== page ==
The Human Stain (2003)

A review - by Shlomoh Sherman
December 28, 2013

The Human Stain (2013)
Director: Robert Benton
Writers: Philip Roth (novel), Nicholas Meyer (screenplay)
Directed by
Stars: Anthony Hopkins, Nicole Kidman, Ed Harris, Gary Sinise
Runtime: 106 mins
Country: USA - Germany - France
Language: English
Release Date: October 29, 2003 (France)
Filming Locations: Canada
Genres: Drama - Romance - Thriller
Executive producers: Ronald M. Bozman, Marisa Forzano, Michael Ohoven, Rick Schwartz, Bob Weinstein, Harvey Weinstein
Line producer: Nan Morales      
Producers: Tom Rosenberg, Scott Steindorff
Co-producer: Mario Ohoven     
Music: Rachel Portman
Cinematography: Jean-Yves Escoffier
Film Editing:   Christopher Tellefsen
Casting: Deborah Aquila
Plot Keywords: professor - classics professor - janitor - college - writer
Taglines: How far would you go to escape the past?
Motion Picture Rating (MPAA)
Rated R for language and sexuality/nudity
Parents Guide: View content advisory
Box Office:
Budget: $30,000,000 (estimated)
Opening Weekend: $113,634 (Japan) (June 18, 2004)
Gross: $705,018 (Japan) (July 9, 2004)
Connections: Featured in Nicole Kidman: An American Cinematheque Tribute (2003)
Production Co: Miramax Films, Lakeshore Entertainment, Stone Village
Sound Mix: Dolby Digital
Plot Summary: a college professor becomes romantically involved with a younger woman with a troubled past, and the involvement leads to revelations about his own hidden past.


When I recorded this movie on my DVR, I thought the story was going to be scary mystery movie. It turned out to be one of the best, moving films I have ever seen.

Anthony Hopkins and Nicole Kidman, ably supported by Ed Harris and Gary Sinise, turn in marvelous performances in this gripping and sad story abut an aging professor who has been discredited in his profession by allegations of racism. Now retired, he meets and falls in love with a younger woman with a troubled past. At first, the arrangement is merely sexual for the woman but in time she comes to love the professor with whom she shares the tragic story of her life.

Coleman Silk, the professor, who has been posing as a Jew, is revealed to have a different ethnos which he has been hiding in order to succeed in acedemia. As a younger man, Silk wrote a book about a black family called SPOOKS. Because of this, he was perceived as a bigot and his teaching career was ruined.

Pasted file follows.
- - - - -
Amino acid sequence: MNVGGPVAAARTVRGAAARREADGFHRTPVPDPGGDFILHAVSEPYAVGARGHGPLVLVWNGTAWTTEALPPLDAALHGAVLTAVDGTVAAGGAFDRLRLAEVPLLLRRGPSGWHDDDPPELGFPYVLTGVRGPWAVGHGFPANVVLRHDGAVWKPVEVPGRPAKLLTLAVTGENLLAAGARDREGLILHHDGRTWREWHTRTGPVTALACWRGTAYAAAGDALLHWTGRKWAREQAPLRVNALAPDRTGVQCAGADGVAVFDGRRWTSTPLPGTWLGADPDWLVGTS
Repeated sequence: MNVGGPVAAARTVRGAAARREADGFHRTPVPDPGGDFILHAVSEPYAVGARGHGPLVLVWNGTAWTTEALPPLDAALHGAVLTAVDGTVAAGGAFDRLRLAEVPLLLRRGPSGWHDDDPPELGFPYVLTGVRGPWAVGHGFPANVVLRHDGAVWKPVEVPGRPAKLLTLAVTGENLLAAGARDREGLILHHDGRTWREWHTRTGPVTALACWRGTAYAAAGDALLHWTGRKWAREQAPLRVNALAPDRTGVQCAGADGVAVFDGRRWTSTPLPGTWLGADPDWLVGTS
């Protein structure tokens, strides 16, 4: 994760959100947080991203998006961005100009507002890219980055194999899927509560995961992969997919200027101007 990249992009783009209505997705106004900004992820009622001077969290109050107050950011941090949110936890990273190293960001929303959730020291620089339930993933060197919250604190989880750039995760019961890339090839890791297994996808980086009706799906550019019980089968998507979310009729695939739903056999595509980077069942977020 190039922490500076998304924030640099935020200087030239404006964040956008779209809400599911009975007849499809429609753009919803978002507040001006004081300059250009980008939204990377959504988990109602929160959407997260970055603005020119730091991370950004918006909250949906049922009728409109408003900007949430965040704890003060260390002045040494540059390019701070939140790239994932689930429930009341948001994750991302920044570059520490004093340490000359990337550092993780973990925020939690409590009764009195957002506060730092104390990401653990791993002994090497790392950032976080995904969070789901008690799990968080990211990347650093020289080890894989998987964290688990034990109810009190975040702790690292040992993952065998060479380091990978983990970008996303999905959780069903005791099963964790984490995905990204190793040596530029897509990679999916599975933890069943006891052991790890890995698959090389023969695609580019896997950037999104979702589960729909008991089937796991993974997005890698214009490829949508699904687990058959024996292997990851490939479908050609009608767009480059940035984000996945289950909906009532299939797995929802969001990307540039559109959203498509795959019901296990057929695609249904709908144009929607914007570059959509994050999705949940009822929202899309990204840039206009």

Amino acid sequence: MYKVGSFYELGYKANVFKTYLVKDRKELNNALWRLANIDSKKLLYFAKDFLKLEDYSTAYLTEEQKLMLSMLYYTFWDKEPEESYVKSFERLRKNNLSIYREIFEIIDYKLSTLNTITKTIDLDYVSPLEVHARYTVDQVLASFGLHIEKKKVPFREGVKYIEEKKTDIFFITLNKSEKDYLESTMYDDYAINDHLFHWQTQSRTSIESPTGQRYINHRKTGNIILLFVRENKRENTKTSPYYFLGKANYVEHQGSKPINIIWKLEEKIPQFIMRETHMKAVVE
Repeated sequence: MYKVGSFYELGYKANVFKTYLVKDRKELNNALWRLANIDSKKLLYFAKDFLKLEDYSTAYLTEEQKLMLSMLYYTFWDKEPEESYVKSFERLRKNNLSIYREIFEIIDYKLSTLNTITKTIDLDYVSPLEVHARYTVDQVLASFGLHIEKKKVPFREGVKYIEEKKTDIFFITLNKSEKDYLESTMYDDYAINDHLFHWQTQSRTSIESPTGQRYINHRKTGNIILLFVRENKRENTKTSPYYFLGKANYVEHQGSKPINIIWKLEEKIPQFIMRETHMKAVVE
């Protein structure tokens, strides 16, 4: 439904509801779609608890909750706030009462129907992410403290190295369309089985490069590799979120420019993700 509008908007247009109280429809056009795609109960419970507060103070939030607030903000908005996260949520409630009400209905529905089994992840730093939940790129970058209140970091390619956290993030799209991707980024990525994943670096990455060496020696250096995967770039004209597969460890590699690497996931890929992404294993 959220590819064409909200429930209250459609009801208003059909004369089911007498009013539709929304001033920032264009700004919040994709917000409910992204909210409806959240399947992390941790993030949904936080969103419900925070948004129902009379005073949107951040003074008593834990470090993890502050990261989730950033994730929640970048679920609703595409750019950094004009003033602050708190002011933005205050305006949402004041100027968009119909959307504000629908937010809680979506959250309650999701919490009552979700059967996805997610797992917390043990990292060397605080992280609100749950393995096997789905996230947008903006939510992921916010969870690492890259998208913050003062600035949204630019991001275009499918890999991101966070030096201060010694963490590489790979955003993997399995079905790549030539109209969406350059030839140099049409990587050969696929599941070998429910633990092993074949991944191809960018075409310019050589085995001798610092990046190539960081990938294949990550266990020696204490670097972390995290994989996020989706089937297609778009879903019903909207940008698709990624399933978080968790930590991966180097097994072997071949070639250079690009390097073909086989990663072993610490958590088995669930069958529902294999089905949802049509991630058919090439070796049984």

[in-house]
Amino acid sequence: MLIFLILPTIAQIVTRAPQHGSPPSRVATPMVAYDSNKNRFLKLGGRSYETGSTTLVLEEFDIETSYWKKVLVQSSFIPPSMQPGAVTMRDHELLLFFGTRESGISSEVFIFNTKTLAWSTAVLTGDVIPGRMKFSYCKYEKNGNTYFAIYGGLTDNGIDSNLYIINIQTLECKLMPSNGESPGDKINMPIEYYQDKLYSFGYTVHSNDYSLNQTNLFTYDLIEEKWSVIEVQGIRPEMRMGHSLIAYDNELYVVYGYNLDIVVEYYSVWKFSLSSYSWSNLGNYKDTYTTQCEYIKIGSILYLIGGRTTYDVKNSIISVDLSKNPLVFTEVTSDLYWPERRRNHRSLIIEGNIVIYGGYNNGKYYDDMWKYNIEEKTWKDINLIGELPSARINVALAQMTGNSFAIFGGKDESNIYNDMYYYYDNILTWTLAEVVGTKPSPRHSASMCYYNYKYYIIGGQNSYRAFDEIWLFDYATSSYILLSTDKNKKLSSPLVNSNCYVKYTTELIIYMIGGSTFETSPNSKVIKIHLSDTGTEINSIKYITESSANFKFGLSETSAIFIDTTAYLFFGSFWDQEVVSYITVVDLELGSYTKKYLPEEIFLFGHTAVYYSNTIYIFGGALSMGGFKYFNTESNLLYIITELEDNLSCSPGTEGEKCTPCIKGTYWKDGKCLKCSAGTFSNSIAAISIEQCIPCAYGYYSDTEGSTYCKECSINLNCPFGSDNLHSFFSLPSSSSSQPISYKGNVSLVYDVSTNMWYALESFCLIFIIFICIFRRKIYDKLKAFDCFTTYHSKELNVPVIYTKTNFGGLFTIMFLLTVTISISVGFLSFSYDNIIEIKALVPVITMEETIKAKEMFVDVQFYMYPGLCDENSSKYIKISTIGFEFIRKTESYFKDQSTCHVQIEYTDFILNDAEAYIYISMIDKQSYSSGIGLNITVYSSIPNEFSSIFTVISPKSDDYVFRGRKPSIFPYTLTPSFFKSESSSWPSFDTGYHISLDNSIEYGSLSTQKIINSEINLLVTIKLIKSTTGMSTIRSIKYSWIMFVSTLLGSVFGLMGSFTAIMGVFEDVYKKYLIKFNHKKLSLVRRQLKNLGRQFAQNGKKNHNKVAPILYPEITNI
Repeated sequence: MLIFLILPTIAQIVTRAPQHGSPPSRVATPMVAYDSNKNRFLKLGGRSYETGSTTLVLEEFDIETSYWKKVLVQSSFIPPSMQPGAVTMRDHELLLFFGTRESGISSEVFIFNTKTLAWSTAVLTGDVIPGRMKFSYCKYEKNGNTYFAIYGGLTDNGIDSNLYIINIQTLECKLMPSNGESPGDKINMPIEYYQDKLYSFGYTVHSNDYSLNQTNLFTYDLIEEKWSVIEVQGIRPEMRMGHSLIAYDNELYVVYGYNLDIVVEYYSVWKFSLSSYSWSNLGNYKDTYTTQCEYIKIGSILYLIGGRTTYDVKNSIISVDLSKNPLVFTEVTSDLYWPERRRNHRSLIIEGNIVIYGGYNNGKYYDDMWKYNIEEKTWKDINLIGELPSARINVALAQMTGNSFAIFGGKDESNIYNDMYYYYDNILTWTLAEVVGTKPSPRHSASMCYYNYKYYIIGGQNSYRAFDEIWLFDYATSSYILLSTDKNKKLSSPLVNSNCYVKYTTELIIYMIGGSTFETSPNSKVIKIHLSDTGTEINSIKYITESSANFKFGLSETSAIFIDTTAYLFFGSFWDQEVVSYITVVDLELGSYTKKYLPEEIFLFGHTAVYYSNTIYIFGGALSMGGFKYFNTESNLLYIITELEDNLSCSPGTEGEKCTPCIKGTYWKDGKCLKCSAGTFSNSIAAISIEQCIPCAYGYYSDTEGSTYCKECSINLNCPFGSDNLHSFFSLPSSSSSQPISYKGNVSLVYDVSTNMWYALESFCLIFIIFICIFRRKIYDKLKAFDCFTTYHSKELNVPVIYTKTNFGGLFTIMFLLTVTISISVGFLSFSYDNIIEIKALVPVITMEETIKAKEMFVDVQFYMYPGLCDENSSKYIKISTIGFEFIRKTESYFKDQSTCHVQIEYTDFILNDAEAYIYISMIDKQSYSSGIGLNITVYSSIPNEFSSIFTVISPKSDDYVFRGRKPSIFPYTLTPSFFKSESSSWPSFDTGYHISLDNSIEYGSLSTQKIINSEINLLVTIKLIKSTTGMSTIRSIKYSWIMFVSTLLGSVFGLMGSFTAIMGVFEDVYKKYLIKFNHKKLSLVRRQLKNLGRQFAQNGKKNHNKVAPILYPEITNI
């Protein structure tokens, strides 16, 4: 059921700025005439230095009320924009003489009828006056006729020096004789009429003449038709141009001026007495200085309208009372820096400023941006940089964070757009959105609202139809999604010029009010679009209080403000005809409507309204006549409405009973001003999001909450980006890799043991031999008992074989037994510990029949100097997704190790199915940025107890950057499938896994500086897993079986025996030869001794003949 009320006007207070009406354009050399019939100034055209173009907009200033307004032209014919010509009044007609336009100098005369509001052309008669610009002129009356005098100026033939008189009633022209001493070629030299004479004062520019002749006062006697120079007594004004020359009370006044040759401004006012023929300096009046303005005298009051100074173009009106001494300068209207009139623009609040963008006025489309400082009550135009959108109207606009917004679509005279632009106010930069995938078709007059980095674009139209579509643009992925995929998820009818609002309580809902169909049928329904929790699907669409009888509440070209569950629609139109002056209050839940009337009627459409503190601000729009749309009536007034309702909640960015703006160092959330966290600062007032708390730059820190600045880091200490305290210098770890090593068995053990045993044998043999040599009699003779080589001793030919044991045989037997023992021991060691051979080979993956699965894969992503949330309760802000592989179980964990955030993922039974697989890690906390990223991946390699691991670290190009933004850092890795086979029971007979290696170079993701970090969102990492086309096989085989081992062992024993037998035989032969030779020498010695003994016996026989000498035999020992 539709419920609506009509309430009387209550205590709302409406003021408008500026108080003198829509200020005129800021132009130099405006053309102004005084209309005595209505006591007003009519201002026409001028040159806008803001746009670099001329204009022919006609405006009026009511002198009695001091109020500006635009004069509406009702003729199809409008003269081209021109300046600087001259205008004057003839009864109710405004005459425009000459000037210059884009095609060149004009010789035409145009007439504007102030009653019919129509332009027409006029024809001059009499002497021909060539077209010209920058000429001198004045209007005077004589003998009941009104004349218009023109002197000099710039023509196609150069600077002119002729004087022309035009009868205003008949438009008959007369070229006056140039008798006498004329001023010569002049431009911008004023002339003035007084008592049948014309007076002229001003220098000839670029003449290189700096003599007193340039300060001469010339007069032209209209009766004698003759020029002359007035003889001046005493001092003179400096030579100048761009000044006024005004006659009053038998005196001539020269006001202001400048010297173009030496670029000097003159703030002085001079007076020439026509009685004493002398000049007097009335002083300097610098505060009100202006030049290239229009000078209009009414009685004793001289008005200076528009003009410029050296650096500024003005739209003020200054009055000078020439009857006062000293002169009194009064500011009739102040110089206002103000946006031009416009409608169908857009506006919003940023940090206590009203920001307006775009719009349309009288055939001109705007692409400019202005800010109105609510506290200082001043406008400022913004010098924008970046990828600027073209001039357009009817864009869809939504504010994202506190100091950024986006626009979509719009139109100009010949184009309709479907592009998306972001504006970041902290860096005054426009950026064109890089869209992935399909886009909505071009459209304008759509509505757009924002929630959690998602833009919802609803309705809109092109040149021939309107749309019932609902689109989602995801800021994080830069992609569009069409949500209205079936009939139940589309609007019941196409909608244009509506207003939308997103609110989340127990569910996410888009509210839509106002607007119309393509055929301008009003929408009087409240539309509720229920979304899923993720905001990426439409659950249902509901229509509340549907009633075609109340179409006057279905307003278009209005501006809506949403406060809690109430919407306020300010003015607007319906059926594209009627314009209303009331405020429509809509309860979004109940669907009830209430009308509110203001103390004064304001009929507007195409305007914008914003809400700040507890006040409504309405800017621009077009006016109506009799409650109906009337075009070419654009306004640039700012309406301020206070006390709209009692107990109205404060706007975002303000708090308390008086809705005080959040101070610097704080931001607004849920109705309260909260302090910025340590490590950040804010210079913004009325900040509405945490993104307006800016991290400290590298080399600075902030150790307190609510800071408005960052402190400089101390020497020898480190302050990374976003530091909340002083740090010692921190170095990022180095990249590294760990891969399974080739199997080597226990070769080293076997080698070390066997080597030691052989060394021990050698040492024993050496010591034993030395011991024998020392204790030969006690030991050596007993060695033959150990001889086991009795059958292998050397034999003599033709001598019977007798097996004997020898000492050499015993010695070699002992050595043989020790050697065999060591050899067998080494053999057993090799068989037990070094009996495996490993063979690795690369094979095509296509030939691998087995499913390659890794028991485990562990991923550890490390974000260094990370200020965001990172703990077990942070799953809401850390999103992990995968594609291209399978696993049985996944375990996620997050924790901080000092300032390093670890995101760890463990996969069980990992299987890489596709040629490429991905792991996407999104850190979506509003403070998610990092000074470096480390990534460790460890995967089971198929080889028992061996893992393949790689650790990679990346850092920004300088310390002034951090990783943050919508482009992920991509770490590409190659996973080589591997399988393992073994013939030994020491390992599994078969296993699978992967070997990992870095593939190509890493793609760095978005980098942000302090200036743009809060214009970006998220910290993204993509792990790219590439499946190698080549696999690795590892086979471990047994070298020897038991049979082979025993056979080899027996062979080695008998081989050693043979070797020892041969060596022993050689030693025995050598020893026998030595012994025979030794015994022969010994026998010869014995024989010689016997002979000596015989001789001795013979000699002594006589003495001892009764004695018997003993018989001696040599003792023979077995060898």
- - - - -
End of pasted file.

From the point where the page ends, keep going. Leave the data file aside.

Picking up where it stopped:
Faunia Farley, his young lover, has her own sad past and a mad husband to deal with, the husband being mad in both senses of the word, angry and quite insane.

Coleman and Faunia cling together in love and desperation, each finding comfort in the other, hoping to overcome their pasts and find happiness but their chances of escaping their pasts appear dim.

These events are brought to life when Silk's friend, writer Nathan Zuckerman, undertakes to compose a biography of Silk.

Recent Posts
"How can the professor be white while his 2 parents are black?" - Kyrios_Chalakatevakis
"A film about race and class, dominated by rich white actors" - SaDaTay
"Critics should be eating Crow" - SidneySassy
"Zuckerman's past" - dbogosian-1

Discuss The Human Stain (2003) on the IMDb message boards

Did You Know?
The racist white man on the train who berates the porter is played by Allison Davis, a Chicago attorney who is black.

When Coleman is looking in the dictionary for the definition of the word "Spooks" he turns to nearly the beginning of the book that couldn't possibly be the letter "S"

Ernestine: "People are just getting dumber, but more opinionated."

Cast overview, first billed only:
Anthony Hopkins ... Coleman Silk
Nicole Kidman ... Faunia Farley
Ed Harris       ... Lester Farley
Gary Sinise       ... Nathan Zuckerman
Wentworth Miller ... Young Coleman Silk
Jacinda Barrett ... Steena Paulsson
Harry Lennix ... Mr. Silk
Clark Gregg       ... Nelson Primus
Anna Deavere Smith ... Mrs. Silk
Lizan Mitchell ... Ernestine
Kerry Washington ... Ellie
Phyllis Newman     ...  Iris Silk
Margo Martindale ... Psychologist
Ron Canada       ... Herb Keble
Mili Avital       ... Young Iris

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